TT filed its opening memorandum on October 15, 2008, in support of its fees and costs. (R. 244.) The following year, on February 6, 2009, the assigned district judge referred the matter of reasonableness of the fees and costs to this court and noted his skepticism that $300,000 could be at stake "for a single discovery dispute." (R. 262, 267.) This court ordered RCG to file a response to TT's memorandum by April 8, 2009, and TT to file its reply by April 29, 2009. (R. 269.) This court then held a hearing on the issue of reasonableness on May 20, 2009, and heard oral arguments. (R. 292, 301.)

Analysis

TT is entitled to recover $289,234.39 as reasonable fees and costs it incurred as a result of RCG's misconduct. On March 14, 2007, the court granted TT's motion for sanctions under Federal Rule of Civil Procedure 37(b)(2) and the inherent powers of the court to manage its cases in a fair and expeditious manner. (R. 142.) Pursuant to Rule 37(b)(2)(C), "the court must order the disobedient party, the attorney advising that party, or both to pay the reasonable expenses, including attorney's fees, caused by the failure...."

See also Bryant v. Gardner, 587 F. Supp. 2d 951, 968 (N.D. Ill. 2008). In this case, the court ordered RCG to pay the necessary expenses TT incurred as a result of RCG's misconduct.

As an initial matter, the court notes that the contentiousness and obvious mutual mistrust that the parties demonstrated during the underlying sanctions proceedings have leached into the current briefs regarding the reasonableness of TT's fees and costs stemming from the sanctionable conduct. Most notably, RCG has taken the position that TT should not be awarded any fees or costs despite Judge Moran's sanctions order because it characterizes TT's fee petition as "bloated," "exorbitant," and "itself subject to sanctions." (R. 275 at 1.) RCG accuses TT of greediness, and urges this court to punish TT by denying the fee petition in its entirety. This court wholly disagrees with RCG's characterization of TT's fee petition, and for the reasons described below, finds that the bulk of the requested fees and costs are reasonable.For TT's part, it argues that RCG has waived any challenge to the reasonableness TT's expenses because, it says, RCG refused to comply in good faith with Local Rule 54's mandate that the parties attempt to reach an agreement regarding fees and costs. But RCG raised a number of objections to TT's claimed fees before TT filed the fee petition, and even though those arguments are largely meritless, this court does not consider them waived.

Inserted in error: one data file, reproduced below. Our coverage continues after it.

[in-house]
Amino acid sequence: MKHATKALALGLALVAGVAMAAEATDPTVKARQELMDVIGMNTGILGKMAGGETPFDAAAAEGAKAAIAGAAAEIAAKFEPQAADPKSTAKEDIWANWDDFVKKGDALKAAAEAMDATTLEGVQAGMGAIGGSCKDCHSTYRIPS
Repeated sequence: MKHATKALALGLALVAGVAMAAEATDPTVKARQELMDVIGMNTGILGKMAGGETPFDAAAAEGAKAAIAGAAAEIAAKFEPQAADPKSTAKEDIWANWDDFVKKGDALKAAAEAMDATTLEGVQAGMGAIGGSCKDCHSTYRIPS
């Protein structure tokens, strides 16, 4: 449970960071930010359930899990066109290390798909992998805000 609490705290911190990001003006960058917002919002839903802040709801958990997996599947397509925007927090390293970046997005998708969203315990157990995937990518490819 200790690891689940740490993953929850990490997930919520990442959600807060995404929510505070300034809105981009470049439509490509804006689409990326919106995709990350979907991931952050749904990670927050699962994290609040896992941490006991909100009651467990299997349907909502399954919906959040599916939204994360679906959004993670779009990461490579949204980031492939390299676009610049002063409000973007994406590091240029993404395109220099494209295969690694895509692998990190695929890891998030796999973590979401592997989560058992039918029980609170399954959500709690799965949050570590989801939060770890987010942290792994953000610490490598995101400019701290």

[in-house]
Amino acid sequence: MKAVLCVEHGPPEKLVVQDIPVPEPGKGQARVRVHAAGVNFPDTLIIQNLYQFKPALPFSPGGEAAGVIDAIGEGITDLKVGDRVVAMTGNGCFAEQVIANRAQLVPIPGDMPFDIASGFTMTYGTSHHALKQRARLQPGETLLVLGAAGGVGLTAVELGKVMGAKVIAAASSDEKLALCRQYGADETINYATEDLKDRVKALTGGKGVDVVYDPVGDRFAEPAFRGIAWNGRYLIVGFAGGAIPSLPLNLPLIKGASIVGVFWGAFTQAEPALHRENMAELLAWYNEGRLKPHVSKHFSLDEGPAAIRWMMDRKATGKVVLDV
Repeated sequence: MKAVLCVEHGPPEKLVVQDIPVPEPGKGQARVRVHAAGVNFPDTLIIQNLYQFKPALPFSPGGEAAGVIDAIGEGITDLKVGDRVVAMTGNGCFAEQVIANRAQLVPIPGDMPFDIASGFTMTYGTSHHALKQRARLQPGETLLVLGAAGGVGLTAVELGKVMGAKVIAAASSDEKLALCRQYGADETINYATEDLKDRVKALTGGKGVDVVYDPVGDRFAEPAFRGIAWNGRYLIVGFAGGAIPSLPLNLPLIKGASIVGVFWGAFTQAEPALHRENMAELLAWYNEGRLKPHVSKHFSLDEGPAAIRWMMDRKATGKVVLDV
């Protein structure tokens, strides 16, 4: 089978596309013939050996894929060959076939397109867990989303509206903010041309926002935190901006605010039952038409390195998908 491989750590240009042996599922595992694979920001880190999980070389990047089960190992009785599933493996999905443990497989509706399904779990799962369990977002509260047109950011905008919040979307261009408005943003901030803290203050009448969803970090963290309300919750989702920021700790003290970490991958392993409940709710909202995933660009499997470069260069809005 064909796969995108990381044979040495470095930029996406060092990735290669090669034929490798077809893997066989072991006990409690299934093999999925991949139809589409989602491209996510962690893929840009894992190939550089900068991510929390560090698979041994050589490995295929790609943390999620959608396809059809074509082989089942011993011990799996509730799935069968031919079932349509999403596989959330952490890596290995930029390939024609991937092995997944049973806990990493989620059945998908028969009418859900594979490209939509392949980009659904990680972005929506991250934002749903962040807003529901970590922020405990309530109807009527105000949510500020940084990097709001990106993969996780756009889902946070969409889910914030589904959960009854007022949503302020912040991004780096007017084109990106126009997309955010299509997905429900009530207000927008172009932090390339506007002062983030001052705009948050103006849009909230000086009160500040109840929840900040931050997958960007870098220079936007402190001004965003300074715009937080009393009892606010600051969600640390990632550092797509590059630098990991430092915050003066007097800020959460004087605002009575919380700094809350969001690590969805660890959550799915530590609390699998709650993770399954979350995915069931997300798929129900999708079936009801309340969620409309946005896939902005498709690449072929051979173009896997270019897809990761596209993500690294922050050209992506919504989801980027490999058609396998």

The remaining questions before the court are how much did TT spend because of RCG's misconduct and how much of that expenditure is reasonable? According to the July 17, 2008 order, TT is entitled to recover attorney fees and costs related to three categories:

(1) retention of a program consultant; (2) deposition of the Buists; and (3) litigation of the sanctions motion. (R. 225.) In order to answer the remaining questions, this court reviewed the supporting documents TT submitted and examined each page and each line item. If the court could not determine whether a line-item fee or cost was attributable to RCG's ...